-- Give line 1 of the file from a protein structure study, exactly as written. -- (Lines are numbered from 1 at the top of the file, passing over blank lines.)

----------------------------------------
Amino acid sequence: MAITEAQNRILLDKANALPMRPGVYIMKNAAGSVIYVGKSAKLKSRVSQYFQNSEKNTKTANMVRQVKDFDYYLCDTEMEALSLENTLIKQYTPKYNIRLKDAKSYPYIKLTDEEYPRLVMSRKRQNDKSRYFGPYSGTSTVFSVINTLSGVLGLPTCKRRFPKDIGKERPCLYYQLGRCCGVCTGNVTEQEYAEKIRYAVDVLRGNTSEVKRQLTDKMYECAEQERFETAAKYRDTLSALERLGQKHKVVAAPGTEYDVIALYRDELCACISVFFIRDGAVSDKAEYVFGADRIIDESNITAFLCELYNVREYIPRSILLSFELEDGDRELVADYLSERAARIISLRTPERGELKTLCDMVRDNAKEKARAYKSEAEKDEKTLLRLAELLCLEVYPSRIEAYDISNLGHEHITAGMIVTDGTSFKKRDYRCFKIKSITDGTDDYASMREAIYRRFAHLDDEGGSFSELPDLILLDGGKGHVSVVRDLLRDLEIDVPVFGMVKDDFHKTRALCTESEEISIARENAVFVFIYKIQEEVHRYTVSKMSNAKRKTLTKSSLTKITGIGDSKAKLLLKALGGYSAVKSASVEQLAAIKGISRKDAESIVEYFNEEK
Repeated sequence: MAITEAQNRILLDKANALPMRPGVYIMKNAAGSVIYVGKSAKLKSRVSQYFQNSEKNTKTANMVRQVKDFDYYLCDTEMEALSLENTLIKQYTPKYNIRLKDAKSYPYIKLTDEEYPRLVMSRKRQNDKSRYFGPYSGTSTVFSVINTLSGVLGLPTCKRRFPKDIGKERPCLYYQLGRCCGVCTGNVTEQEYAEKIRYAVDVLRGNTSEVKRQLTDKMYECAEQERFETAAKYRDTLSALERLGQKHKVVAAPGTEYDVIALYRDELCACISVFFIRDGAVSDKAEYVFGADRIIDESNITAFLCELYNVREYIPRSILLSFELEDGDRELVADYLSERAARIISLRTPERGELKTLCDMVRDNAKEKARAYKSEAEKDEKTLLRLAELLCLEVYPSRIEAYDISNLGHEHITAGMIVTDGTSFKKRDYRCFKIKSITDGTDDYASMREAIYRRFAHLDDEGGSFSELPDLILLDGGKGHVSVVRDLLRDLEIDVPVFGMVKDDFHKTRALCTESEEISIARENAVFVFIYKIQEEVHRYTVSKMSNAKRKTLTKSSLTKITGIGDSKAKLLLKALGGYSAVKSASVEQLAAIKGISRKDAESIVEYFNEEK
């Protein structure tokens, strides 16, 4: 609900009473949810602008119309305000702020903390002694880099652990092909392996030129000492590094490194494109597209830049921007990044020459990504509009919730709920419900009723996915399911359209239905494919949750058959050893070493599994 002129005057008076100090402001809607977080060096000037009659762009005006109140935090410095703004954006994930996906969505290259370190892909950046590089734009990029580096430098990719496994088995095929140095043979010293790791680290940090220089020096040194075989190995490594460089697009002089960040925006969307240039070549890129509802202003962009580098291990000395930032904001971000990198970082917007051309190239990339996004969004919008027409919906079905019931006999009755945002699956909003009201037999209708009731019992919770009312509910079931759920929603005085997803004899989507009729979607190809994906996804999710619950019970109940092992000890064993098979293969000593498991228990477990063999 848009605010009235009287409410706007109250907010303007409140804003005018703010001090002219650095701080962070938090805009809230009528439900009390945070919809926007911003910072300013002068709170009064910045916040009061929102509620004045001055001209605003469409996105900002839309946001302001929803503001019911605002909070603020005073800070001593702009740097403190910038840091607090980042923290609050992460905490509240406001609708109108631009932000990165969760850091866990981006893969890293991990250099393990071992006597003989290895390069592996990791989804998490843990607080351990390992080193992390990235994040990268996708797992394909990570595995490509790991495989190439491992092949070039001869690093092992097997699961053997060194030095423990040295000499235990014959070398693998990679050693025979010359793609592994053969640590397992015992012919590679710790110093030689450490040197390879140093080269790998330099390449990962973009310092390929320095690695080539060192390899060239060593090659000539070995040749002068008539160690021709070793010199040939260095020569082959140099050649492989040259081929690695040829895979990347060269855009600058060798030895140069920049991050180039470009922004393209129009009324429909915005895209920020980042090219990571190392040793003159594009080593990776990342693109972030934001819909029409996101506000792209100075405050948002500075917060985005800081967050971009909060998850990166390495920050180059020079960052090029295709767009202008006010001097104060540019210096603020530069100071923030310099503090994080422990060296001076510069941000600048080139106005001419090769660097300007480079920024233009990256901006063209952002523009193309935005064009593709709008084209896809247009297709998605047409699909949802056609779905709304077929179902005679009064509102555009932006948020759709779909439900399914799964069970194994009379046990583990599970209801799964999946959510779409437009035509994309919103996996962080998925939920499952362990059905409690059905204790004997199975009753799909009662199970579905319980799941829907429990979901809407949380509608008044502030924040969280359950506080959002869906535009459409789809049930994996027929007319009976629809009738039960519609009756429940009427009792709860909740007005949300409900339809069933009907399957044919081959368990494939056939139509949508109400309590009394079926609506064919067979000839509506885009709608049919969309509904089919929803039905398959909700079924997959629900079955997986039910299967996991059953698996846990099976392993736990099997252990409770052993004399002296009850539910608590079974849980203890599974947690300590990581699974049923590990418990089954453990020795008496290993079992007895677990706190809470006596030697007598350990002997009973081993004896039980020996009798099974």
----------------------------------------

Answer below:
Amino acid sequence: MAITEAQNRILLDKANALPMRPGVYIMKNAAGSVIYVGKSAKLKSRVSQYFQNSEKNTKTANMVRQVKDFDYYLCDTEMEALSLENTLIKQYTPKYNIRLKDAKSYPYIKLTDEEYPRLVMSRKRQNDKSRYFGPYSGTSTVFSVINTLSGVLGLPTCKRRFPKDIGKERPCLYYQLGRCCGVCTGNVTEQEYAEKIRYAVDVLRGNTSEVKRQLTDKMYECAEQERFETAAKYRDTLSALERLGQKHKVVAAPGTEYDVIALYRDELCACISVFFIRDGAVSDKAEYVFGADRIIDESNITAFLCELYNVREYIPRSILLSFELEDGDRELVADYLSERAARIISLRTPERGELKTLCDMVRDNAKEKARAYKSEAEKDEKTLLRLAELLCLEVYPSRIEAYDISNLGHEHITAGMIVTDGTSFKKRDYRCFKIKSITDGTDDYASMREAIYRRFAHLDDEGGSFSELPDLILLDGGKGHVSVVRDLLRDLEIDVPVFGMVKDDFHKTRALCTESEEISIARENAVFVFIYKIQEEVHRYTVSKMSNAKRKTLTKSSLTKITGIGDSKAKLLLKALGGYSAVKSASVEQLAAIKGISRKDAESIVEYFNEEK